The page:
Remember that time you accidentally sent your mom a text meant for your partner? Let’s say goodbye to that awkwardness.
Telegram, an encrypted messaging service, recently gave users the ability to delete private messages from their own devices and recipients’ devices at any point in time. Previously, users could only un-send their own messages within a 48-hour window. Pavel Durov, Telegram’s founder, announced the new feature March 24.
The unlimited ability to delete sensitive texts or photos on both ends is clearly useful. It saves a person the embarrassment of tracking down ex-friends or ex-colleagues, and persuading them to delete incriminating content. However, Telegram’s universal deletion feature could also spell trouble in the form of doctored conversations.
Imagine the following exchange:
In the above conversation, Squidward asks a series of questions—and selectively deletes messages—to make it look like SpongeBob agreed to close the restaurant they work at, the Krusty Krab. Timestamps remain in the edited conversation, but there’s no trace of the deleted messages on either user’s device. In essence, nefarious Telegrammers like Squidward can rewrite history.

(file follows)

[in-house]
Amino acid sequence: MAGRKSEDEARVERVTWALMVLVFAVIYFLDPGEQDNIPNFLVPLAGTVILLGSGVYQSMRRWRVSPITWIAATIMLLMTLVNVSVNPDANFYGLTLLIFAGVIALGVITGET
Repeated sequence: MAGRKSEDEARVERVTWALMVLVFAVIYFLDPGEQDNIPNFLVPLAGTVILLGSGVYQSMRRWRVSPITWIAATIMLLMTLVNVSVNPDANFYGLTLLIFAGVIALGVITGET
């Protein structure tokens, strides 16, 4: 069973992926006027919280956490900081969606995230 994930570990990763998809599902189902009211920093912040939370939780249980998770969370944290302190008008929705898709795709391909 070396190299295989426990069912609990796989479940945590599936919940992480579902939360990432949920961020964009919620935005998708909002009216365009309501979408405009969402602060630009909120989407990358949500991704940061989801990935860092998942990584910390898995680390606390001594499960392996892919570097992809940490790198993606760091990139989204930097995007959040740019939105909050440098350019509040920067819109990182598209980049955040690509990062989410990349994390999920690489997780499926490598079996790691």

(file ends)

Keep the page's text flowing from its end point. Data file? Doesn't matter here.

Typically, other platforms limit users’ ability to delete messages and disclose when messages have been removed. For example, WhatsApp, a messaging service owned by Facebook, replaces deleted content with filler text stating,“This message was deleted.”
Telegram, though, offers extra-paranoid users one major advantage: The ability to erase all messages and claim a conversation never happened at all.
Ultimately, if you’re worried your messaging partner could manipulate your words, a complete record—deletion notices and all—is to your advantage. But if you want to excise embarrassment or reclaim your innocence, Telegram can help you hide your indiscretions.